For example, Russia has gained unparalleled experience in multilateral diplomacy in Syria that has enabled the country to align the positions of the most bitter of adversaries and reduce the intensity of armed hostilities. In Syria, Russia has managed to achieve what many people until recently believed was simply unachievable. It is clearly worth trying to expand this practice to the Middle East as a whole in the coming year. The region sorely needs a collective security system, and a concept developed and fleshed out by the Russian side could be just the ticket.
In Asia, Russia and its partners have taken serious steps towards the construction of a fundamentally new, democratic and transparent system of international institutions. Recent achievements include the expansion of the Shanghai Cooperation Organisation, the promotion of the BRICS+ concept, the advancement of the RIC (Russia, India and China) format, and the progress made in work to combine the Eurasian Economic Union (EAEU) and the Chinese Belt and Road Initiative. It is particularly relevant here to fill new institutional formats with real content. Russia will have the chance to solidify its leading role in expanding the “project portfolios” of BRICS and the SCO when it hosts their annual summits in 2020.
Russia–China relations are steadily becoming a driving force in the system of international relations. The further coordination of their actions on the international stage, including the security domain, will continue to strengthen their authority and influence in world affairs.
As for Moscow’s policies on the European front, while 2019 was not a breakthrough year in terms of improving relations with the EU, certain positives can be gleaned. Russia was welcomed back to the Parliamentary Assembly of the Council of Europe (PACE). Russia and the West managed to agree on a common strategy to regulate the political crisis in Moldova. The Normandy contact group on the resolution of the situation in Donbass resumed its work after a long break. And trilateral talks between Russia, Ukraine and the European Union on energy issues started to move forward.
Europe has started to re-examine its model of regional integration fundamentally, and not only because of the United Kingdom’s impending withdrawal from the European Union. The continent also has deep-seated problems related to socioeconomic development, regionalization, security, etc. In this context, serious political dialogue on the future of relations between Russia and Europe is an absolute necessity. And this dialogue needs to be started now, without delay.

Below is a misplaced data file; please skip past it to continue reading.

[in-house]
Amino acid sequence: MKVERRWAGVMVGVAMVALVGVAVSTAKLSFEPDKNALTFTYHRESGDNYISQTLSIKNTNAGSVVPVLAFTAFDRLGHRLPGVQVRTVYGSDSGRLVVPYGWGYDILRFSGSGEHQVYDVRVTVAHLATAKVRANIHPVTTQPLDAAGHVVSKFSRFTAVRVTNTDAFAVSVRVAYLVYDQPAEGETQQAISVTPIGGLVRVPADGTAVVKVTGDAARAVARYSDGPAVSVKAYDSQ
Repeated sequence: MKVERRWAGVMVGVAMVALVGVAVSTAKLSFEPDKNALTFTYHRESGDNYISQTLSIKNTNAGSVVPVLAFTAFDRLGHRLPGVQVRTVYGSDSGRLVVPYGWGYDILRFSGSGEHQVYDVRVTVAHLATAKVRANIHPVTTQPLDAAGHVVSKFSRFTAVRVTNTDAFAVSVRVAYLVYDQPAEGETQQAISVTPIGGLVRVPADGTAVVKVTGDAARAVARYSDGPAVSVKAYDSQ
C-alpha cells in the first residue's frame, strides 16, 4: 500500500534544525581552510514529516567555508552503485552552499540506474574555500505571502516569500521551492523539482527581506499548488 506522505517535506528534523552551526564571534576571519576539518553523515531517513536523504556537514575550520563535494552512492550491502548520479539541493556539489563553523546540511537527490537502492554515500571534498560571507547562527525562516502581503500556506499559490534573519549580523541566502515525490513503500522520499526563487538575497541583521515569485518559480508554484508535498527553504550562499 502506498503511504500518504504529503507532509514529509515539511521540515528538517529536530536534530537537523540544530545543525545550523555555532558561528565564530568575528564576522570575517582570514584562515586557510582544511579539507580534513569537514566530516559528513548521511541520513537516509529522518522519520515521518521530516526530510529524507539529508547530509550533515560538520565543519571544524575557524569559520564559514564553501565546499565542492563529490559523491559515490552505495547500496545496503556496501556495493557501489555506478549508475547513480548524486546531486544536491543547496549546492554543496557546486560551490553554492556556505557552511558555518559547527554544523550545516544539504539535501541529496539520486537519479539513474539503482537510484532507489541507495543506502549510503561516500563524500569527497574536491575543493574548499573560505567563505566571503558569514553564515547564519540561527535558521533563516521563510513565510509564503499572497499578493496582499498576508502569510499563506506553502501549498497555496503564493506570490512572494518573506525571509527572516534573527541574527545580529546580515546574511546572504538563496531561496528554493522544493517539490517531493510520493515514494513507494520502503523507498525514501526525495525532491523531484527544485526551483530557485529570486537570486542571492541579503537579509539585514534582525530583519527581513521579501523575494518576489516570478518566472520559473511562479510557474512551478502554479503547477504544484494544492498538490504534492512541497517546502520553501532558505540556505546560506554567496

The 2020 election campaign in the United States is in full swing, so now is not the best time to try to start fixing relations. However, those who insist that Moscow should take a break in these relations until after the election, hoping that the United States will somehow emerge from the deep political crisis that split the nation three years ago, are simply wrong. History has taught us that we can spend our entire lives waiting for the “right moment,” and there will always be plenty of excuses to extend this break. Contacts with the Executive Branch of the United States are indeed objectively difficult at the moment, which means that Russia needs to step up its activities along other lines, including in terms of its Track II diplomacy.
A breakthrough was made in relations with Africa in 2019. The Russia–Africa Summit in Sochi demonstrated that there is interest on both sides in developing cooperation and that this cooperation holds great potential. The main thing now is to ensure that this momentum is not lost, which means that practical steps must be taken in 2020.
These are just some of the problems that Russian foreign policy will come up against in 2020. Russia has already demonstrated effective crisis management skills and has proven that it can cope with the most serious challenges of regional and global security today. Now it has the opportunity to show that it is also an experienced design engineer who is ready, alongside its partners, to develop individual components and entire nodes of the mechanism of the new world order that is still under construction.